#7

The people in my area don’t often have bank accounts. They don’t have ID, and don’t have legitimate work. A bank account requires visiting a bank (very poor-looking people aren’t welcome in banks. They are assumed to be homeless) having ID, knowing what to ask for, etc. Lots of people I know had a bank account, but there was no money coming in and fees being charged every month so now they owe the bank for something they could never really use. Disenfranchisement is a bitch.

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#8

People definitely know they’re being ripped off, but the alternatives are worse.

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#9

This happens a lot where I live, too. Lots of homeless people (no address to set up a bank account) and lots of undocumented people (often paid in cash or otherwise not inclined to set up a bank account). And if you don’t get regular, sufficiently large direct deposits, the fees are nasty!

Smacky, do you know what pulled the credit union into your neighborhood? (Like, if this legislation passed, what would be things that communities could do to prevent loan sharking?)

#10

The credit union had a mission statement that included social responsibility. Community nonprofits basically shamed them into putting their money where their mouth is. Now they trot out the existence of this branch whenever they want a pat on the back for being such good people.

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#11

Excuse my ignorant question I am an Aussie but just wondering how often Americans use checks? Either to receive or pay for things?

Wouldn’t most of the people who are doing illegal work or not have bank accounts be doing cash in hand work?

#12

Many Americans – especially younger Americans – use checks very infrequently as a way to pay bills. I use checks solely to pay taxes/government fees and to pay rent. However, the vast majority of Americans still using checking accounts very, very actively, even if they mostly use their debit cards. Most people are paid by their workplaces directly into their checking accounts, for example.

Many people working under the table are paid in cash. However, there’s a non-negligible number of Americans with legitimately taxed work who don’t have bank accounts, mostly for reasons of access. Those people can’t be paid in direct deposit, which means they’re paid with paper checks. Since they don’t have bank accounts, they have to pay to cash the checks wherever they can. Payday lenders often do business in check cashing as well, which is one reason why the demise of payday lenders can affect people without bank accounts.

(And, of course, if you have difficulty accessing banks, you may have other financial difficulties which make taking out a risky payday loan more likely.)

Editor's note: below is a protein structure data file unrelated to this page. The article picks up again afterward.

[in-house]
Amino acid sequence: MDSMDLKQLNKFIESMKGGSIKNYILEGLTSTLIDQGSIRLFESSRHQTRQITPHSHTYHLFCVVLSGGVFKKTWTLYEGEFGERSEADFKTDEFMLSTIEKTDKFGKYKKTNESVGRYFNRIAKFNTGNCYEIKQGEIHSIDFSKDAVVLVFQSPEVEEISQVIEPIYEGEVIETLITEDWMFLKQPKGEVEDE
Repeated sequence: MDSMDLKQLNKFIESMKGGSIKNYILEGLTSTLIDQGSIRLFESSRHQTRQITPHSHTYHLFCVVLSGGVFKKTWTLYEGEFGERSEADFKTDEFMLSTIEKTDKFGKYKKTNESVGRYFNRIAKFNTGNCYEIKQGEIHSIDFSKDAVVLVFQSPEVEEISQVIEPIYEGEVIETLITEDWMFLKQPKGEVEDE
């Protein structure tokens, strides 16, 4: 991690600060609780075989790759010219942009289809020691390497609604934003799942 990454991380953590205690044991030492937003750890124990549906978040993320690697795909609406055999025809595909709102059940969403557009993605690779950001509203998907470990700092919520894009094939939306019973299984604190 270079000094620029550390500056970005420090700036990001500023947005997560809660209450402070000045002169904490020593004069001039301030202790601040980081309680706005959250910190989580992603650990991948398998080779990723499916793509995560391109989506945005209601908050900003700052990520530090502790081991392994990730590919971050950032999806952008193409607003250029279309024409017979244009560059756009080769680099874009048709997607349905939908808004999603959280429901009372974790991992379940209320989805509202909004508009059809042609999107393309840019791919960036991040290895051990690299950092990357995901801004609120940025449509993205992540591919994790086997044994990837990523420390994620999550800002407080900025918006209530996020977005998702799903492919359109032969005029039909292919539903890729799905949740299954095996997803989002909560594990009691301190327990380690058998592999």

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#13

Thanks for explaining :slight_smile:

I am 31 and I think I have used checks about 4 times in my whole life, my pay is deposited straight into my bank account, and then rent/bills are paid either by direct transfer, I dont think more companies would even accept checks.

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#14

Do you not have any fee free accounts in the USA? Are you able to sign up to banks online?

It seems really unfair that people may live in areas with no access to banking and then be financially penalised for not having access to banks

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#15

Those exist in some places, but how would you access an online bank without access to the internet? Throwback to when I was poor.

I would leave my bouncing shift and walk down to the docks and load trucks for another 8 hours. I’d then walk into town to grab a day labor gig, either construction or landscaping. Most of it paid cash, but sometimes we’d get a check. Zero banks where I lived, but I could have used one of the ones in town. But when on earth are they going to let someone covered in dirt and sweat hang out in a pretty bank with all the pretty rich people?

I had no computer, no internet. “Use the library” Lol nope. Great way to get your accounts stolen, using public computers. I had to go to a 24 hour copy shop and pay $1.50 per 5 minutes to use a computer that wasn’t a complete travesty.

So, when I did get a check, I had to pay 3-5% to get it cashed. Here’s the kicker. My rent couldn’t be paid in cash. So I lost another 3% buying a goddamn money-order to pay the man.

Some of the most brutal fights I’ve been in were leaving a check cashing place. Folks would follow you until there weren’t people around and jump you. The advice to just give them your wallet doesn’t work so well when you have no accounts, no insurance, nothing. What’s yours is only yours if you can keep it. Life sucks when you’re proper poor.

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#16

I am sorry that sounds like a horrible situation.